Agreement reached on noise Directive

In November 2002, a European Parliament/Council of Ministers conciliation committee reached political agreement on the text of a new Directive limiting noise at the workplace. The text should be formally adopted during December 2002.

The European Commission originally proposed a Directive limiting noise at the workplace in 1992, within the context of a broader Directive limiting workers’ exposure to physical agents. A newer proposal dates from 1999, when the Commission split the proposed physical agents Directive into individual proposals, one of which related to noise (EU0106220F).

As this proposal is subject to the co-decision procedure, the European Parliament (EP) and the Council of Ministers must agree on the content of the final text. If they cannot agree, a consensus must be brokered by a joint conciliation committee.

As the Council could not accept all of the amendments (19 in total) to the text made by the EP at its second reading on 13 March 2002, an EP/Council conciliation committee began work on the text on 12 September 2002. The committee reached an agreement on the text, which was published on 13 November 2002. Formal adoption of the text by the Council and the EP should take place during December 2002, in the EP’s case during its plenary session set for early December.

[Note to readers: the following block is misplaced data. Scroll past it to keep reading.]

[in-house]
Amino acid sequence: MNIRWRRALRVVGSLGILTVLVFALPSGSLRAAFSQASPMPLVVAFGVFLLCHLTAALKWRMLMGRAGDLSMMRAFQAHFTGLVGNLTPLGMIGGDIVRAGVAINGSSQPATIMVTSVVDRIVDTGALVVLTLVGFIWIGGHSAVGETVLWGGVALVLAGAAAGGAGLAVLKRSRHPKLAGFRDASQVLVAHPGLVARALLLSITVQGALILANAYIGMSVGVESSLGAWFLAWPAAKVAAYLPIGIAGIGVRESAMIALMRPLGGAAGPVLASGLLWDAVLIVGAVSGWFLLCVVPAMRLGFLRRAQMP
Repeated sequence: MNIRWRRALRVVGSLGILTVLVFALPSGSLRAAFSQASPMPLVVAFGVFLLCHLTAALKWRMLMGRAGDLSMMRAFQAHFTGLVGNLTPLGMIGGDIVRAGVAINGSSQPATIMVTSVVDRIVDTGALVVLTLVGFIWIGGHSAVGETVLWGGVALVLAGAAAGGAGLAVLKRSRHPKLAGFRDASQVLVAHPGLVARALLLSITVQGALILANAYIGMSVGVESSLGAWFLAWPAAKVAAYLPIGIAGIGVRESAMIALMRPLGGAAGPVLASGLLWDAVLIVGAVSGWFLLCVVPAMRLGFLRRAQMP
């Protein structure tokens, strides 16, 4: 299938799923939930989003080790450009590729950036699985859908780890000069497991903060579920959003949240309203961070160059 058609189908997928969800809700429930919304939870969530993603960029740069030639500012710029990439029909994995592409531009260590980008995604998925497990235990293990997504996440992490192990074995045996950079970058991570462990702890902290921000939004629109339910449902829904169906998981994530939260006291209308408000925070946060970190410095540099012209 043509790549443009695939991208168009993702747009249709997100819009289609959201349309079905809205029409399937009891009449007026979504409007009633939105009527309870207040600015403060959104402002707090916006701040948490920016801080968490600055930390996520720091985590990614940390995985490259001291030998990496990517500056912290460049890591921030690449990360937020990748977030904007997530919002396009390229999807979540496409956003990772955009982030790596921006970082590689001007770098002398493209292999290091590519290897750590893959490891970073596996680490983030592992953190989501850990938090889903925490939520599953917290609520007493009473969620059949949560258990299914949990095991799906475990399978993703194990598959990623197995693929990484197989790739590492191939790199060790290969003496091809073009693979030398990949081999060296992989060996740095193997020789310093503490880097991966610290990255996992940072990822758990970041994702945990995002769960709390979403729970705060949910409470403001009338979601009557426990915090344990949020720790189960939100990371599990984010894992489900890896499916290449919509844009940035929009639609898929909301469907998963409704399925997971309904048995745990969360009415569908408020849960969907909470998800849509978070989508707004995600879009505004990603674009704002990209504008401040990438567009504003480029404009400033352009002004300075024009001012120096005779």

The Directive introduces stricter limits on noise at work, providing for a limit of an average of 87 dB, calculated over a period of one week. Existing EU legislation governing noise at work provides for a limit of 90dB.

The Directive will come into force three years after formal adoption, although Member States will have an extra two years to apply the Directive’s provisions to the music and entertainment sector.

The text applies only to workers exposed to noise at work. It does not apply to members of the public.

The Employment and Social Affairs Commissioner, Anna Diamantopoulou, has praised the conciliation committee’s text, stating that it 'improves protection for workers in accordance with new science but maintains a balance between the needs of the workforce and the legitimate calls of business not to suffer unnecessary burdens'.

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